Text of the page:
When you hear the word “exemption,” you think of flying lessons, swim training in the fall, and practicing the cello. This past winter, however, Louisa Hanson ’13 pursued her passion for medicine at Franklin County Hospital, and this spring, Zatio Kone ’12 will explore her interest in social psychology.
Hanson sees herself becoming a doctor and decided to see what the life is like.
“I had been talking about programs that I could do during the summer with science teacher Dr. Ivory Hills, and he suggested taking a summer program idea and applying it to a science exemption,” said Hanson.
Hanson works four days a week with various people at the hospital. She is at Franklin Adult Medicine, a primary care doctor’s office, two days a week, and shadows Dr. Sara Rourke to watch her consultations, checkups, and appointments.
In addition, Hanson works with Nurse Rosy Feldman to create her final project: a care plan and a follow up plan for two different diabetic patients.
On Tuesdays, Hanson works with hospitalists to care for patients admitted into the ER.
For Hanson’s last day, she works with Dr. Stephen Fox, who helped her plan the exemption. She also observes surgeries or endoscopy with Dr. Fox.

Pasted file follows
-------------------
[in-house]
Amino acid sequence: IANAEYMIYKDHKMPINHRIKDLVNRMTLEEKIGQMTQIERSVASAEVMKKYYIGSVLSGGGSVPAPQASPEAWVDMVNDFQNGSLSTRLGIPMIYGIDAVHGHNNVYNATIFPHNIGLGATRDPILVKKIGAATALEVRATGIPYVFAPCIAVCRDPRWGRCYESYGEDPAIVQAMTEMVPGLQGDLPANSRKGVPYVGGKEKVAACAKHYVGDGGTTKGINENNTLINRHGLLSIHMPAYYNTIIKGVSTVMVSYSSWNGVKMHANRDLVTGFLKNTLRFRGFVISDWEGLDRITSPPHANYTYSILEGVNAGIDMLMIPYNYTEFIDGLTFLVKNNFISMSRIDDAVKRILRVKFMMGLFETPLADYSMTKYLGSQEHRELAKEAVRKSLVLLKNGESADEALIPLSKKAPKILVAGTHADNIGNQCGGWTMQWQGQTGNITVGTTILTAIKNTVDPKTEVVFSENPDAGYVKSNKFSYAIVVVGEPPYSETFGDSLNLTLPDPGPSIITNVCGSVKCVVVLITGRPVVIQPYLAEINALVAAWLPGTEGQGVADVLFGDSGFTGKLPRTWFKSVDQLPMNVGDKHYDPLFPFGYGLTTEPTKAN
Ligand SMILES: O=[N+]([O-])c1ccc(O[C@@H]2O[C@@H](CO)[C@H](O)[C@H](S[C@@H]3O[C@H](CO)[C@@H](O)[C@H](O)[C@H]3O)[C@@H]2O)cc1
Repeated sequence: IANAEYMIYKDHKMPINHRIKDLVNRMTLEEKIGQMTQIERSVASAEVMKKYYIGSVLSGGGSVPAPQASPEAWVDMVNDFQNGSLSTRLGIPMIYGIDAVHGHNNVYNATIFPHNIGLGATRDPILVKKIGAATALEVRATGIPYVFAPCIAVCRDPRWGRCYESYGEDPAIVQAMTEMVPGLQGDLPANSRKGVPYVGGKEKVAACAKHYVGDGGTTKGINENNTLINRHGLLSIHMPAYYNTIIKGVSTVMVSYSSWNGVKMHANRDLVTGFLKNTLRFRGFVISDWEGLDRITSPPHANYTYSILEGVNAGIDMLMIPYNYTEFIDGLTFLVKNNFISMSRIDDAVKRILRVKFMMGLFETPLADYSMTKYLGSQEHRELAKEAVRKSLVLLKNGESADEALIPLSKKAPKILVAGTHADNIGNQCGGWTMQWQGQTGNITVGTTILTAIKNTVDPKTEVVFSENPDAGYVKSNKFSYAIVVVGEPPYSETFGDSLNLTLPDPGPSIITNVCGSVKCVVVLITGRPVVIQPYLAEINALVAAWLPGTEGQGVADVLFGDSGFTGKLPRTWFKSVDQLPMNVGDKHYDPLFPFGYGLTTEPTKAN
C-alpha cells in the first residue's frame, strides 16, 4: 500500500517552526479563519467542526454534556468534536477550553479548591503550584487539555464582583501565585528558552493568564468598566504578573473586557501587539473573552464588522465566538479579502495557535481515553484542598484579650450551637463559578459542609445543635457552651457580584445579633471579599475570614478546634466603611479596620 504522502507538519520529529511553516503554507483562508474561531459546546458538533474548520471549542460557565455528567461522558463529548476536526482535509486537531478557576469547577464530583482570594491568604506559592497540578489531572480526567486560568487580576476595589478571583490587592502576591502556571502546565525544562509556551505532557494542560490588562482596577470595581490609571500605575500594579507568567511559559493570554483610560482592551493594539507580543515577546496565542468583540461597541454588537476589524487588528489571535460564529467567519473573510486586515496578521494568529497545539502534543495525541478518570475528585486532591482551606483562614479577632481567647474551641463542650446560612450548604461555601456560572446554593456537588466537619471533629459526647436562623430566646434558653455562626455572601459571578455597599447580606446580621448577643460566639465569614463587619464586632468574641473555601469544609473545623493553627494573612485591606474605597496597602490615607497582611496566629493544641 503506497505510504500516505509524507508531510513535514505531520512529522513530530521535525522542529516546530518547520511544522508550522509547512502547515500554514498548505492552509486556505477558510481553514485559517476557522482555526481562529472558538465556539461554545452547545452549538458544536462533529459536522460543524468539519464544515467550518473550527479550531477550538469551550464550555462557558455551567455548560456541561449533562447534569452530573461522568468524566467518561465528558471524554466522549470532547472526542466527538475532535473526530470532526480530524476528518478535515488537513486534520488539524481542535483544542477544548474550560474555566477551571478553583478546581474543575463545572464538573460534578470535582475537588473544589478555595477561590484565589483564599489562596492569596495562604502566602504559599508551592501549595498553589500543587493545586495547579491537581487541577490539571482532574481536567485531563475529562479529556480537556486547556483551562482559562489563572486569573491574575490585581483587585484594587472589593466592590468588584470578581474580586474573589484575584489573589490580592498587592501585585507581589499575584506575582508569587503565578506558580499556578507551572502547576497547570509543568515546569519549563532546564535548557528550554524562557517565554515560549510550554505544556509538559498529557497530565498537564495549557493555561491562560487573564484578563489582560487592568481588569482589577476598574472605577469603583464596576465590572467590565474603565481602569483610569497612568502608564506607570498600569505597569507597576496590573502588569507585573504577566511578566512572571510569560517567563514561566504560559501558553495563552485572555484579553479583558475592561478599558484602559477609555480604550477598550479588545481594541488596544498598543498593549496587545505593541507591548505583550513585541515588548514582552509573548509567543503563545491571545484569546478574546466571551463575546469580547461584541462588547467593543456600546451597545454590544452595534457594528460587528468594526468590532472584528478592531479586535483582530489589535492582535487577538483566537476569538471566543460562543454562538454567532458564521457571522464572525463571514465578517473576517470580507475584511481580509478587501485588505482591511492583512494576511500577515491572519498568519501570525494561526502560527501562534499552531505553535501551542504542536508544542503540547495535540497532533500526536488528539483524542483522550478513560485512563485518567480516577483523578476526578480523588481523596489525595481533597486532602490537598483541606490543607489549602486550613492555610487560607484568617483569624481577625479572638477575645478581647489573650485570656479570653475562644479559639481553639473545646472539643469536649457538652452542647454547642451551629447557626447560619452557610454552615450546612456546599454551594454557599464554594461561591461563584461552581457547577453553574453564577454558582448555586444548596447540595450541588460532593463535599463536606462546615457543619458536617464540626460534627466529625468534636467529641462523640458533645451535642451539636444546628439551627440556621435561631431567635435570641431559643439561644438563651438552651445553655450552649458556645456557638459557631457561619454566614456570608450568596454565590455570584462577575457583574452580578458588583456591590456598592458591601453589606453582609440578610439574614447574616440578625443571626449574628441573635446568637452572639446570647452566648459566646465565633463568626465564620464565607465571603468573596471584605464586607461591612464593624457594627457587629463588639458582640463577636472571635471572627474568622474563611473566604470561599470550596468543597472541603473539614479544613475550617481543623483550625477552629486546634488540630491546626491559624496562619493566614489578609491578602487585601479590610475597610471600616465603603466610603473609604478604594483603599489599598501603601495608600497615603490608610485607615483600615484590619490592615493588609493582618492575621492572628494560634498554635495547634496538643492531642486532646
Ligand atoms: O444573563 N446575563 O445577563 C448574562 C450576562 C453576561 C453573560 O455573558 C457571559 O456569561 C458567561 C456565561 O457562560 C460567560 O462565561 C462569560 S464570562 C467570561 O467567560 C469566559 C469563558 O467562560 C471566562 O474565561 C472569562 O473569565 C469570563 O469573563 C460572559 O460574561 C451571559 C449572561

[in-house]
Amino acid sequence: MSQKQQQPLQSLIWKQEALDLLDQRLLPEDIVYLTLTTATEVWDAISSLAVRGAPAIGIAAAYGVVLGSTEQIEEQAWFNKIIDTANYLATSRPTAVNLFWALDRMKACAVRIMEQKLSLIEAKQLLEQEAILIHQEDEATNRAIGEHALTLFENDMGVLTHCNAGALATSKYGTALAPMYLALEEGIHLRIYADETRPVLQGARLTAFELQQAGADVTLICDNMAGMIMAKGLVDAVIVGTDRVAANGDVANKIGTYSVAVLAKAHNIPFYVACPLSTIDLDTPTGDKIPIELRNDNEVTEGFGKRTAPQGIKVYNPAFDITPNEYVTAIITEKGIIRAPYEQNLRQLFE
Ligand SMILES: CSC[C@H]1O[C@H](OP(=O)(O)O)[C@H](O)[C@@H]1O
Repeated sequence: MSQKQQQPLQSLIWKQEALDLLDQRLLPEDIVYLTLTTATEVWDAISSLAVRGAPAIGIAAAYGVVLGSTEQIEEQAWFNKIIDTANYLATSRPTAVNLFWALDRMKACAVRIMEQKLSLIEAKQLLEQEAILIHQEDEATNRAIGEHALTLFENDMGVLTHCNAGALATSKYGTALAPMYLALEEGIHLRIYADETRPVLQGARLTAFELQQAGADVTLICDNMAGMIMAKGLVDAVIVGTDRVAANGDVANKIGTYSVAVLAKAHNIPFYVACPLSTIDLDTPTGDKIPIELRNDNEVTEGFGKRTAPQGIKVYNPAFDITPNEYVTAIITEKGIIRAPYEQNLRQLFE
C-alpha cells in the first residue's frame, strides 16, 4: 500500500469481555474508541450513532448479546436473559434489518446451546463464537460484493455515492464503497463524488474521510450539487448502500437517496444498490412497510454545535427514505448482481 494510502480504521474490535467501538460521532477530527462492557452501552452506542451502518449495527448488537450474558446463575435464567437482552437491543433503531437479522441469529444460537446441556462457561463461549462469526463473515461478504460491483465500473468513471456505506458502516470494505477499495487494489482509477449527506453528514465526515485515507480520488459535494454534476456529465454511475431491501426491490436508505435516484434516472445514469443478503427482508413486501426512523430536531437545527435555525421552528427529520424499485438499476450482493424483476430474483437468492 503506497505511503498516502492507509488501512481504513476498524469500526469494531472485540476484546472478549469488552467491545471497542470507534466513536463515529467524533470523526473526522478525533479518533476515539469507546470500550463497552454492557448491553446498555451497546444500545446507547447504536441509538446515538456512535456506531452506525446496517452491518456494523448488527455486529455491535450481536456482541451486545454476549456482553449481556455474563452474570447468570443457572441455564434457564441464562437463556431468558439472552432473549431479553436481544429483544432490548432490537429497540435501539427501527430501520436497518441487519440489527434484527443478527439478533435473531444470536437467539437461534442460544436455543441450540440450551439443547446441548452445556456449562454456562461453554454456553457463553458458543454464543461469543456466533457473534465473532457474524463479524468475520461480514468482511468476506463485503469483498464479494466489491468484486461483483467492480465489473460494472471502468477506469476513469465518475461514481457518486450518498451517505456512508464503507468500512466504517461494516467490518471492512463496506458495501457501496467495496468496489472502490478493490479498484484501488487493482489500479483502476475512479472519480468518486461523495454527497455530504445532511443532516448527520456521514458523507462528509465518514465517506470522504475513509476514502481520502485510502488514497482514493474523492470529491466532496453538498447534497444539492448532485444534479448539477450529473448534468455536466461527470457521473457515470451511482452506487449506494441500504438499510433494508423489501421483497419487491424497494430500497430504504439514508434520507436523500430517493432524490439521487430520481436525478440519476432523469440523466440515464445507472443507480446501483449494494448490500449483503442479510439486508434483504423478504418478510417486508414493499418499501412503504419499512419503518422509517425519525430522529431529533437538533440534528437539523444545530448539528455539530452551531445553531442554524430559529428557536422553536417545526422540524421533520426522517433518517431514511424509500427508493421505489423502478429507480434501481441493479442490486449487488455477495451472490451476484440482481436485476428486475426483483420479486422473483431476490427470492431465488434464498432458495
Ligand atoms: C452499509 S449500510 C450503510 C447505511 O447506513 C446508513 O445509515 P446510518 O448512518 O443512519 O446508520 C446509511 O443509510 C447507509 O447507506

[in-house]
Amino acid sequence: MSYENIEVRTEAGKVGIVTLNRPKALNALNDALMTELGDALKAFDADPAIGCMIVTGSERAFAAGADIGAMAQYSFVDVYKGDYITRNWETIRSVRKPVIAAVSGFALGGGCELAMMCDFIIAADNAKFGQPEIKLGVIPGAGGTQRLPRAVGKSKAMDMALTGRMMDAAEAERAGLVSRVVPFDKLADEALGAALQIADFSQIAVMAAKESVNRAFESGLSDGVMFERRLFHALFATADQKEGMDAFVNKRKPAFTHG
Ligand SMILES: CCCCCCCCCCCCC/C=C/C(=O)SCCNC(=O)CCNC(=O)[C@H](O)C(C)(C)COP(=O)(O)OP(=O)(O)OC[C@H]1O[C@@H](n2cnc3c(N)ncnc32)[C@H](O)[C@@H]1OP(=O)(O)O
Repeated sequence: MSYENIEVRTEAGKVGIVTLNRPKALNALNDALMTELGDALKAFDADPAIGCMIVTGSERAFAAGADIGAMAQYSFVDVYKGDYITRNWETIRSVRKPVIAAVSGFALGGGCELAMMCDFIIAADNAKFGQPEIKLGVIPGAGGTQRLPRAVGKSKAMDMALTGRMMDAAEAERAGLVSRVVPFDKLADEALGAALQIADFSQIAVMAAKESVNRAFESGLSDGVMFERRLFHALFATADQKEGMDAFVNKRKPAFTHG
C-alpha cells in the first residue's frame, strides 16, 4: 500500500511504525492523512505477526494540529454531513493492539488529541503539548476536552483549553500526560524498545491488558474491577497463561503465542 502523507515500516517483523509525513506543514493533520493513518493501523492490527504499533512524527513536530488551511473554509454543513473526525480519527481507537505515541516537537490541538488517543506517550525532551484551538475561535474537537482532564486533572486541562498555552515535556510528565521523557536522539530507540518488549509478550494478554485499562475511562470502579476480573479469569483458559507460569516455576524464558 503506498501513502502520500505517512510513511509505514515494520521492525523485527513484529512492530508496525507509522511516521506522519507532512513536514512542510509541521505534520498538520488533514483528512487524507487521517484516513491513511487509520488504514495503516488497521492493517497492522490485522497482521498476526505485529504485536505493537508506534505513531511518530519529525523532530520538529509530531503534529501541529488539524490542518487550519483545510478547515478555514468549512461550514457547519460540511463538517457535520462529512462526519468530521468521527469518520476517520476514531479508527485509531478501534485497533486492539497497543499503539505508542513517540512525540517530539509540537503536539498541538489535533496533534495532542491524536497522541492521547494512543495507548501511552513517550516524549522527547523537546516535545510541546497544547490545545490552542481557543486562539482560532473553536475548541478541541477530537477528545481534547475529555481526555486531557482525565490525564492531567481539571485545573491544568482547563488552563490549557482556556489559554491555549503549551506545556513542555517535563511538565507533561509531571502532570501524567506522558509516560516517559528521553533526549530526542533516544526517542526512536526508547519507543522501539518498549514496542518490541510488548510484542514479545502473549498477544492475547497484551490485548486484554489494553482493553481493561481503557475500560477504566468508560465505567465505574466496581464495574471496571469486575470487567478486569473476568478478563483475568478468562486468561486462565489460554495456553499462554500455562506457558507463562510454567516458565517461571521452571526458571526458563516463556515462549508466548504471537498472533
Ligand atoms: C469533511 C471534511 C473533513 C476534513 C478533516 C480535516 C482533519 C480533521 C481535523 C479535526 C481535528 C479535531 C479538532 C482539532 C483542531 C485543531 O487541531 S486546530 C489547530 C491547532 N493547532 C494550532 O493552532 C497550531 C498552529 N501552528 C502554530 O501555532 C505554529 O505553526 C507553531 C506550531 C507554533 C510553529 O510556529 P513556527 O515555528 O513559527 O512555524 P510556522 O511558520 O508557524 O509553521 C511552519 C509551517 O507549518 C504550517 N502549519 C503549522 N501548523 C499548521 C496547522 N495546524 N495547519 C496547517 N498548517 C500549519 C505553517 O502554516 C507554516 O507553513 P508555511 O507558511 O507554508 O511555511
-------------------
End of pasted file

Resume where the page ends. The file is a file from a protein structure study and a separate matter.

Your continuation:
“The first time I went into the Operating Room was incredible. I was nervous that I would pass out, but it was so interesting to see them operating on a person,” recalled Hanson.
Meanwhile this spring, Zatio Kone will conduct a directed study with Dr. Stuart Bicknell, the school psychologist.
“My directed study is a course that focuses on social psychology, in particular the study of how the individual relates to the larger group,” revealed Kone.
During each of the eight weeks in the term, Kone will study a famous social psychology experiment and write a paper on the experiment.
“I will be studying the most influential experiments in social psychology, such as the Asch Test on Conformity and Stanley Milgrim’s Study on Obedience,” she said.
Dr. Bicknell stated, “One of our aims for this directed study is to apply the knowledge gained from the experiments to the phenomenon of how groups develop and the ‘power of the situation’ here at Deerfield Academy.”